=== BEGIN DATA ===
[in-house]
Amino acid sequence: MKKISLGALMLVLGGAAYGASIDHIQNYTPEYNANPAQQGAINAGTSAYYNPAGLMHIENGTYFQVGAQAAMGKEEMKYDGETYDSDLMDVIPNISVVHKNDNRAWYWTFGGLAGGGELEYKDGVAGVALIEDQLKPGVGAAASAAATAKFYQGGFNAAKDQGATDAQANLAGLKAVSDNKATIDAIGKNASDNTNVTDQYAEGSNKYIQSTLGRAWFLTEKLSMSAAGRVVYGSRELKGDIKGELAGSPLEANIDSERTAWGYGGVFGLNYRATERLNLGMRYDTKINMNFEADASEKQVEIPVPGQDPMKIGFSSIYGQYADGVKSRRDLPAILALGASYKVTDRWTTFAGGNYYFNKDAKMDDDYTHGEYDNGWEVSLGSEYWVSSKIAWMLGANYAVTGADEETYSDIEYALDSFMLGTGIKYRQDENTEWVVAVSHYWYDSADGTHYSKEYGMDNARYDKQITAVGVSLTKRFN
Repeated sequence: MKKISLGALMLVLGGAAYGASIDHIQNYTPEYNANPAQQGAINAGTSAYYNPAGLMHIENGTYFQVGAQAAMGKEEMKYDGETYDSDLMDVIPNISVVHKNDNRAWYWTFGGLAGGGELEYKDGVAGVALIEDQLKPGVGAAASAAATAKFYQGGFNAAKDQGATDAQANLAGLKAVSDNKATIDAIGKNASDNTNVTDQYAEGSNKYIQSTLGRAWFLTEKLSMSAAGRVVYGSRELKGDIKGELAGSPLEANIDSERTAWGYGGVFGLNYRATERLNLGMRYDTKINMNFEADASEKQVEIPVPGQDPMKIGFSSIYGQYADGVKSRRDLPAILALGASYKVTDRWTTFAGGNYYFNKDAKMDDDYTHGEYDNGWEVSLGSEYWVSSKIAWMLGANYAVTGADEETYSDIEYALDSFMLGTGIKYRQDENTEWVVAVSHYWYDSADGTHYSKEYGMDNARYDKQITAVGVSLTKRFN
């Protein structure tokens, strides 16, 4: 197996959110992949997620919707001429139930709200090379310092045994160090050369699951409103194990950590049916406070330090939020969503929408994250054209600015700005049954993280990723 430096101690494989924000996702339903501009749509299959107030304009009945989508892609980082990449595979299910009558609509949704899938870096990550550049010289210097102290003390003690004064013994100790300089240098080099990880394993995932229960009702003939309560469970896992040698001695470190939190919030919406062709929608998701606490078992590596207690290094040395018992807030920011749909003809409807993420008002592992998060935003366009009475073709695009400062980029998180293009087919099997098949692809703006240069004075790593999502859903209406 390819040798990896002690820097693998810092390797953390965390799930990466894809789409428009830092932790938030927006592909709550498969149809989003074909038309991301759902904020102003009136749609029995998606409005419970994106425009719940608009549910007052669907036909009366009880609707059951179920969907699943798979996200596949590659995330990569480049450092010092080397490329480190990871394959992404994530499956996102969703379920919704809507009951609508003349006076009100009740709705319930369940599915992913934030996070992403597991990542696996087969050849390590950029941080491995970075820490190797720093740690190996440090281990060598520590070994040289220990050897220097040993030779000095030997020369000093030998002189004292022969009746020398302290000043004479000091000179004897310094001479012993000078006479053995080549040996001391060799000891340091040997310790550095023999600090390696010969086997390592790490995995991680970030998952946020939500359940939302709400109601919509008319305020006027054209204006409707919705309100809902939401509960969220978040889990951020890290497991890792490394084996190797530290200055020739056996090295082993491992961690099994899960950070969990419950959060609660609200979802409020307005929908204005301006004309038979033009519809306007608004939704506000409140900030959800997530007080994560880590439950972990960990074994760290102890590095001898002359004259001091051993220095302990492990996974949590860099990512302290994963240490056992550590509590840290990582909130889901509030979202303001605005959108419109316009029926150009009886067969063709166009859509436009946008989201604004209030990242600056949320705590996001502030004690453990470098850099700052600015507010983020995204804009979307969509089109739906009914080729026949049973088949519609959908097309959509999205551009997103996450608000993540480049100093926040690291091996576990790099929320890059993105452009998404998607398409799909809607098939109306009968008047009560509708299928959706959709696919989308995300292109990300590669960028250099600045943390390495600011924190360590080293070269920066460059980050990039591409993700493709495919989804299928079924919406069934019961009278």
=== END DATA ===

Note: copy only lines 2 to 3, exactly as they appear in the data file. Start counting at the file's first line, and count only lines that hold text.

Amino acid sequence: MKKISLGALMLVLGGAAYGASIDHIQNYTPEYNANPAQQGAINAGTSAYYNPAGLMHIENGTYFQVGAQAAMGKEEMKYDGETYDSDLMDVIPNISVVHKNDNRAWYWTFGGLAGGGELEYKDGVAGVALIEDQLKPGVGAAASAAATAKFYQGGFNAAKDQGATDAQANLAGLKAVSDNKATIDAIGKNASDNTNVTDQYAEGSNKYIQSTLGRAWFLTEKLSMSAAGRVVYGSRELKGDIKGELAGSPLEANIDSERTAWGYGGVFGLNYRATERLNLGMRYDTKINMNFEADASEKQVEIPVPGQDPMKIGFSSIYGQYADGVKSRRDLPAILALGASYKVTDRWTTFAGGNYYFNKDAKMDDDYTHGEYDNGWEVSLGSEYWVSSKIAWMLGANYAVTGADEETYSDIEYALDSFMLGTGIKYRQDENTEWVVAVSHYWYDSADGTHYSKEYGMDNARYDKQITAVGVSLTKRFN
Repeated sequence: MKKISLGALMLVLGGAAYGASIDHIQNYTPEYNANPAQQGAINAGTSAYYNPAGLMHIENGTYFQVGAQAAMGKEEMKYDGETYDSDLMDVIPNISVVHKNDNRAWYWTFGGLAGGGELEYKDGVAGVALIEDQLKPGVGAAASAAATAKFYQGGFNAAKDQGATDAQANLAGLKAVSDNKATIDAIGKNASDNTNVTDQYAEGSNKYIQSTLGRAWFLTEKLSMSAAGRVVYGSRELKGDIKGELAGSPLEANIDSERTAWGYGGVFGLNYRATERLNLGMRYDTKINMNFEADASEKQVEIPVPGQDPMKIGFSSIYGQYADGVKSRRDLPAILALGASYKVTDRWTTFAGGNYYFNKDAKMDDDYTHGEYDNGWEVSLGSEYWVSSKIAWMLGANYAVTGADEETYSDIEYALDSFMLGTGIKYRQDENTEWVVAVSHYWYDSADGTHYSKEYGMDNARYDKQITAVGVSLTKRFN